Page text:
Johny Hendricks currently holds the ranks of best welterweight in the world not named Robbie Lawler. But his next bout won’t be for a title, and he believes he knows why.

Speaking to MMA Junkie, Hendricks threw some shade directly toward UFC fans.

“It’s not even so much the UFC’s fault. It’s also the fans; whenever they do a polling of the fans, they might want something different,” Hendricks said.

While Hendricks may be correct in that he hasn’t enjoyed as much fan support as other fighters in the division, something that is definitely a hindrance, Hendricks needs to only look in the mirror as to the reason why he’s not in title match-ups.

Hendricks has been involved in three consecutive title bouts, so it’s not as if he hasn’t had the opportunities. It’s incredibly rare in this sport for someone to receive three title bouts, let alone three in a row. We’re talking about a sport where most of the athletes will never find themselves ranked in the top 10, let alone receive multiple title shots.

The title bouts were a roller-coaster ride for Hendricks. He legitimately had a reason to complain about his close loss to Georges St-Pierre and was able to secure a victory against Lawler at UFC 171. The fight was incredibly entertaining, but in the aftermath Hendricks would go on the shelf with a torn bicep. With Hendricks sidelined, Lawler picked up two impressive victories and was ready for another title shot upon the return of Hendricks.

The two squared off at UFC 181 with Lawler taking the rematch. Hendricks weathered an early storm to take the middle rounds, but he faded badly in the championship frames. Images of Hendricks simply clinging to Lawler for dear life were lasting impressions for MMA fans. The stats (provided by Fight Metric) tell the story: Hendricks secured only five of his total 17 takedown attempts and managed meager numbers in the grappling department — one submission attempt, one transition and a grand total of one significant strike landed on the ground were all that Hendricks could muster.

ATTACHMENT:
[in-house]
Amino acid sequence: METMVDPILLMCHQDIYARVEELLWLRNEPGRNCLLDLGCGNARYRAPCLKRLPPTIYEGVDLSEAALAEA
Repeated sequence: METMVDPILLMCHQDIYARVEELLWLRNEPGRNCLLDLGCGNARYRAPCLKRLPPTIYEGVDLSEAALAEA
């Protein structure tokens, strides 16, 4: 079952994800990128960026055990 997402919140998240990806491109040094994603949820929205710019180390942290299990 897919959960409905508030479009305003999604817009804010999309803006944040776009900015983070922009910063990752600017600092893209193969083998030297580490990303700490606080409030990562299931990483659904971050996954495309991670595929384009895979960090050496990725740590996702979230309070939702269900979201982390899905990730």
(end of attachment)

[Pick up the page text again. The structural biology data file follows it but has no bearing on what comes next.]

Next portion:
The former UFC champ claimed his “body shut down” following a botched weight cut. While that may have been true, it immediately appeared like an excuse for Hendricks attempting to coast the final few rounds at UFC 181.

Hendricks vowed to change things up in his training camp prior to his clash with Matt Brown. It appeared he did so. Hendricks came into the fight looking to be in terrific shape. In a fight that was billed as a stand-up war of attrition, Hendricks played it safe and utilized his wrestling base to completely negate the offense of Brown. What Hendricks did was employ a tactful game plan that gave him the best chance for a victory. However, it’s not exactly a fan-friendly style to watch. Yes, he was far more active on the ground against Brown, but it still left a lot to be desired.

UFC President Dana White agreed.

The UFC’s welterweight division has seen its fair share of “safe” fighters sitting at the top of the division in recent years. During most of GSP’s run as champion, the man was despised for his defense-first game plans, and perennial top contender Jon Fitch became one of the most unwatchable fighters for many fans during his UFC run. If Hendricks wants to employ a safer strategy than slugging it out on the feet, he shouldn’t expect a wave of fan support to follow.